Finishing a tree ; Does it really help ?
Over the past few months a question has haunted me . Does finishing a tree help you communicate in that language as if it were ur mother tongue ?
It gets you a little bit down that road, but not even nearly there. I'd compare it with the tree teaching you to crawl, when you then still have to learn to walk and run.
But it's the best thing I've found for that first bit of the road.
No, it gives you the basic elements of the language but you need to immerse yourself in the language by speaking frequently with fluent speakers, watching TV programmes and/or films and reading books and newspapers.
Duolingo uses a very good teaching method for beginners and for people, who want to brush up their school knowledge.
However, Duolingo will only bring you to an A2/(B1) skill level in reading/writing and A1 (maybe A2) in listening/talking.
Info about language levels:
Read from "Common reference levels".
But, there are numerous possibilities to increase your fluency in daily life
- You will learn much more German words and more difficult sentences by using the "Strengthen" features.
Here is the link to "Best Way to Make Your Tree Turn Gold and Stay Gold"
Other ways you could improve your German:
The reverse tree, the course English for German speakers, is very useful. There you have to translate much more from English to German.
Here is the link to the Duolingo Help center for "How do I switch my Duolingo course language?"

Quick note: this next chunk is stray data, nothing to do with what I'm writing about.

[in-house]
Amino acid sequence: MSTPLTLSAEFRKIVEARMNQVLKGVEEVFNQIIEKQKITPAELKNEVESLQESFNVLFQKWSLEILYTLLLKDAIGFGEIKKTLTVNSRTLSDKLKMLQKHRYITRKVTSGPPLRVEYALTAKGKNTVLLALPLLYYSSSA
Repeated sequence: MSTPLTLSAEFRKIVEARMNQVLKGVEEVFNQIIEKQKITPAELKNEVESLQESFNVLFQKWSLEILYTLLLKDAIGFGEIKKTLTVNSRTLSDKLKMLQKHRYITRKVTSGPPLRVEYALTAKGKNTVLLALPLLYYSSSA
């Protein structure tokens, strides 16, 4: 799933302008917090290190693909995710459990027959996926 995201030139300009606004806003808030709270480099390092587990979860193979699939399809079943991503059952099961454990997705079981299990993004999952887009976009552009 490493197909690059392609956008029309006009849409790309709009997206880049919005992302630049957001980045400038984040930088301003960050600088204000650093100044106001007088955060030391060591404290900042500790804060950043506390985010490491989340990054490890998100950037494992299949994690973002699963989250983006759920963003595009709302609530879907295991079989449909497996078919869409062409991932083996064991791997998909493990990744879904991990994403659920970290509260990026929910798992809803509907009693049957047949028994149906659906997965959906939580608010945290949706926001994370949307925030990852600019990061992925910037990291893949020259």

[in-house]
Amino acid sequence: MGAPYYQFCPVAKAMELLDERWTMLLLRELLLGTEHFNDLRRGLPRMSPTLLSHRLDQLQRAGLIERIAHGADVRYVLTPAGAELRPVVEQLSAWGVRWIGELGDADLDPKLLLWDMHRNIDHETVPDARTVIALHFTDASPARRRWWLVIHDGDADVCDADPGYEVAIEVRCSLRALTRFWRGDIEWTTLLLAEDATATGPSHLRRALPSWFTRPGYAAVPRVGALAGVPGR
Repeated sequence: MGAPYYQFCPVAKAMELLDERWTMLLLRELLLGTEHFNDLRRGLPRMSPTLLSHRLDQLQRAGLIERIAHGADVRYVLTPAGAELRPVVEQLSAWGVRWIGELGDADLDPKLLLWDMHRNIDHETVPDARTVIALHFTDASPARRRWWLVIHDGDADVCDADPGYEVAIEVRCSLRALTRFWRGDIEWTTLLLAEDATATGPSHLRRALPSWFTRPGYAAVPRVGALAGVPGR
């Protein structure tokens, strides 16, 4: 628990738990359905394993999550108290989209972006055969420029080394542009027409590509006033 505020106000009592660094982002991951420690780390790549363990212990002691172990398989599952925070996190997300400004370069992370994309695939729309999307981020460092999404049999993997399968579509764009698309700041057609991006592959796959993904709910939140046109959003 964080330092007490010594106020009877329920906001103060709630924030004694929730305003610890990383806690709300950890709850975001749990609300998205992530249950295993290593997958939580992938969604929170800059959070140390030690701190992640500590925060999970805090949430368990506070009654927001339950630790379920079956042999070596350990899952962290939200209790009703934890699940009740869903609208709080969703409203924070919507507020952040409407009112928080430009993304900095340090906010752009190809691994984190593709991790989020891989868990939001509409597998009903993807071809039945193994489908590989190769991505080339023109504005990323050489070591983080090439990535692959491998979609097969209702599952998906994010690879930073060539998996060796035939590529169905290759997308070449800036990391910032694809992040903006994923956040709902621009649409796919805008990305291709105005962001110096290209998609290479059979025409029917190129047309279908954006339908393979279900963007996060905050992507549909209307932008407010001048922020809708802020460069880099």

Use the web version of Duolingo (www.duolingo.com) instead of the App. The web version works also fine on a tablet or phone, when WIFI is available.
Try to read (and write) in Duolingo's German discussion forums. There you will find the daily used words, sentences and idiom.
Apart from that ....
- read a newspaper article every day and try to learn its new words
- listen to podcasts, watch movies with or without subtitles
- converse with a native speaker as much as possible
- write smaller texts, upload them on http://translatihan.com/ and let them be corrected by native speakers
For more information:
Have a look at Knud van Eeden's
"Can you give some links about German?"
No, definitely not. Nowhere near. The best thing about finishing my Spanish tree was unlocking all the modules and being able incorporporate DL's lessons as an auxilliary learning tool into my own more intensive learning program and now I am working towards improving my fluency beyond the level that DL can offer. However I would say (having had some experience of learning and teaching languages) that to reach anywhere near a level of fluency similar to that of a native speaker you would either need to be born to bilingual parentage or have been raised in a particular country from a very young age (although I admit some people might measure fluency differently than I do.)
I love Duolingo because it makes language learning fun and provides you with the basics. You will not be native fluent by any means, but you will have a solid starting point when you branch out more into your target language. What I like to do is finish the tree on Duolingo and then move on to Rosetta Stone, which is designed to get you conversational. I take those conversation skills to apps like iTalky or HelloTalk, which put you in touch with native speakers for free. Good luck in your language journey!